Court of Appeal Guidance on Costs Budgeting and Detailed Assessment
by James Severn
The Court of Appeal handed down judgment this week of Harrison v University Hospitals Coventry & Warwick NHS Trust  EWCA Civ 792 which gives the Courts welcome guidance on the principles to be followed when assessing costs in a case subject to a costs management order.
The Court considered three issues:-
- Where costs are subject to an approved costs budget, does a paying party need to show a “good reason” at detailed assessment to reduce the costs claimed if they are within the budgeted figure?
- Is “good reason” needed to reduce incurred costs in a budgeted claim if such costs are within the amount set in an approved costs budget?
- When is a claim “commenced” for the purposes of assessing which test of proportionality applies?
The Court of Appeal gave very firm guidance that where costs have been approved in a Costs Management Order and the costs claimed are within that budget, a paying party must show “good reason” to depart from the budget. The paying party in this case had argued that the budgeted figure was to be seen as a cap and that a full detailed assessment should be carried out at the end of the claim to establish what the paying party should pay. The Court of Appeal rejected this approach and held that a paying party must show good reason to reduce the costs claimed if such claim falls within the amount approved in a Costs Management Order.
On the second question, the Court favoured the arguments put forward by the paying party and held that incurred costs in an approved budget should be the subject of a detailed assessment in the usual way without the need to show a “good reason” for departure from an approved budget. This is because the Court at a Costs Management Hearing is not required to undertake a detailed review of such costs (although it may comment on them and consider them when setting the remainder of the budget).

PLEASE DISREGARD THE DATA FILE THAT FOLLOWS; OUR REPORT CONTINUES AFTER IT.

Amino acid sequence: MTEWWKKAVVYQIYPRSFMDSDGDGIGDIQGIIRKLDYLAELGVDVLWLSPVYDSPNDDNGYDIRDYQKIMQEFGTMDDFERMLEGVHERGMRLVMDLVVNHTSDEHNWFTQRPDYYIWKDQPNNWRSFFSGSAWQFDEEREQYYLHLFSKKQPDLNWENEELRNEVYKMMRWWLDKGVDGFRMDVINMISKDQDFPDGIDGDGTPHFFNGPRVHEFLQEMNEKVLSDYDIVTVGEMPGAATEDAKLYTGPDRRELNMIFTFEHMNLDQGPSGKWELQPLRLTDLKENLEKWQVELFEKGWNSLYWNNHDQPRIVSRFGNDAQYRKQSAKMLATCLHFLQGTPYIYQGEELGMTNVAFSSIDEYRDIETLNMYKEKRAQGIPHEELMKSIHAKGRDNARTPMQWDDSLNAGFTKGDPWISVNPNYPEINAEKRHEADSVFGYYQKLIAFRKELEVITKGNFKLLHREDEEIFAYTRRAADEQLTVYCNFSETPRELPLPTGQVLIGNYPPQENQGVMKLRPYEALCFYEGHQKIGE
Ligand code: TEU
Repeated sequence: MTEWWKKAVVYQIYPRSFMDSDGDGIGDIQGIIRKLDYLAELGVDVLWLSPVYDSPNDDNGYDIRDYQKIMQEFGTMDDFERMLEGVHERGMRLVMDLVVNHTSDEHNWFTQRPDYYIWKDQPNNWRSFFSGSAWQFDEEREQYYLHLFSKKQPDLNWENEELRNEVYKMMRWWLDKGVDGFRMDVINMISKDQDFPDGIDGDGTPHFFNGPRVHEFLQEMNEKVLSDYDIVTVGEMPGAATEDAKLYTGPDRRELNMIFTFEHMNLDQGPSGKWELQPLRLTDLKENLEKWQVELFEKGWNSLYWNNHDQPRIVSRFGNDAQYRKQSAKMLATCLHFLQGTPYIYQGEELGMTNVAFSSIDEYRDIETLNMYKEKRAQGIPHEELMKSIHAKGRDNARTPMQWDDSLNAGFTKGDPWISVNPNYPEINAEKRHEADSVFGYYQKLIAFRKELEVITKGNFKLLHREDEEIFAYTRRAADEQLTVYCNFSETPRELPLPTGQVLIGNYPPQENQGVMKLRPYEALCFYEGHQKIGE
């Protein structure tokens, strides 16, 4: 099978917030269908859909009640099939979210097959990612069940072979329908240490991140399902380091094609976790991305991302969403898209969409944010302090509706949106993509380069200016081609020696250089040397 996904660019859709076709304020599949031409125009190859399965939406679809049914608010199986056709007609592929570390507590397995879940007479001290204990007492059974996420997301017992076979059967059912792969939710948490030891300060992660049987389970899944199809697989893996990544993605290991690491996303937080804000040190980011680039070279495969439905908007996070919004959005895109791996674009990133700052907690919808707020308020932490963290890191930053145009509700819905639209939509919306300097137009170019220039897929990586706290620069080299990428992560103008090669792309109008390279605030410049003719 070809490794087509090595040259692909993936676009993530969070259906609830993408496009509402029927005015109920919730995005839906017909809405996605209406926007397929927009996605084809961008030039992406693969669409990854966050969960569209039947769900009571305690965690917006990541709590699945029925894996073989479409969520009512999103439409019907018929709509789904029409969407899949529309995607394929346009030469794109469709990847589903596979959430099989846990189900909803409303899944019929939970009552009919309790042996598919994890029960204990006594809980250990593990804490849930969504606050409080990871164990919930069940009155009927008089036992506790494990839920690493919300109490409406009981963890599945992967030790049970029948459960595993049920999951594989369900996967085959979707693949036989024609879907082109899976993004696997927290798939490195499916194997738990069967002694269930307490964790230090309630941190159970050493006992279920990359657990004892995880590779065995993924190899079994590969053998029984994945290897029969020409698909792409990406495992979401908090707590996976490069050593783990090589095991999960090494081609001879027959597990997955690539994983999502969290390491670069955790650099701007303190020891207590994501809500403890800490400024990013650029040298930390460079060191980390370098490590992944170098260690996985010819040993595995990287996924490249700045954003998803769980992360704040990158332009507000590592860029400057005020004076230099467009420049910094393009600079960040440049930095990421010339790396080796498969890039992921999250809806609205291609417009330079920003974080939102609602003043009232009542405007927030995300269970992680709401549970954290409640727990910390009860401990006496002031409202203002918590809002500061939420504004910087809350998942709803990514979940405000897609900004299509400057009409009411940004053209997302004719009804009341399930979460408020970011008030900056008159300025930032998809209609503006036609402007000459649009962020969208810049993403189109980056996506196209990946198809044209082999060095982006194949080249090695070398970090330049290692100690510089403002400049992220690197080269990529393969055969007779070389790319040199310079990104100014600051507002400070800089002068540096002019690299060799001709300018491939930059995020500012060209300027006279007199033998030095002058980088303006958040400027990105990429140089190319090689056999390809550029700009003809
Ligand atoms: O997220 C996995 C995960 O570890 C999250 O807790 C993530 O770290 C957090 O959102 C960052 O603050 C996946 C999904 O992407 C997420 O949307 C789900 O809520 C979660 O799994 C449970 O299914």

The third question is when a case is “commenced” for the purposes of determining the appropriate test for proportionality. This issue is of potential importance as if a case is commenced before 1 April 2013 the test for proportionality is more favourable to the receiving party. The Court found that the date on which proceedings are commenced for these purposes is the date which the claim is issued by the Court
At paragraph 52 of the judgment of Lord Justice Davis, the Court of Appeal gave the following guidance as to how it considers a detailed assessment should proceed:-
“… a Costs Judge on Detailed Assessment will be assessing incurred costs in the usual way and also will be considering budgeted costs (and not departing from such budgeted costs in the absence of “good reason”) the Costs Judge ordinarily will still, as I see it, ultimately have to look at matters in the round and consider whether the result in aggregate figure is proportionate, having regard to CPR 44.3(2)(a) and (5); a further potential safe guard, therefore, for the paying party.
This makes clear that once the Court has undertaken its assessment of the bill and applied the relevant test for proportionality, it should take a step back and consider whether the aggregate cost claim is “proportionate”.
It is critical that parties deal properly with costs budgeting as the figures set down in a costs management hearing are absolutely critical when it comes to assessment at the end of the claim. Parties are still entitled to challenge “incurred costs” in the usual way at detailed assessment but where a claim for costs that were “estimated” at the time of the Costs Management Hearing is within budget, the paying party will have great difficulty in persuading a Court that the claim should not be allowed in full.
That is not the end of the matter and it is important to note however that once an overall assessment of the costs has been undertaken, there will be a further consideration of whether the aggregate figure claimed is proportionate. This is a final opportunity for a paying party to challenge the costs claimed with reference to the factors set out in the Civil Procedure Rules.
If you require further information or advice regarding the contents of this article please contact James Severn whose details appear below.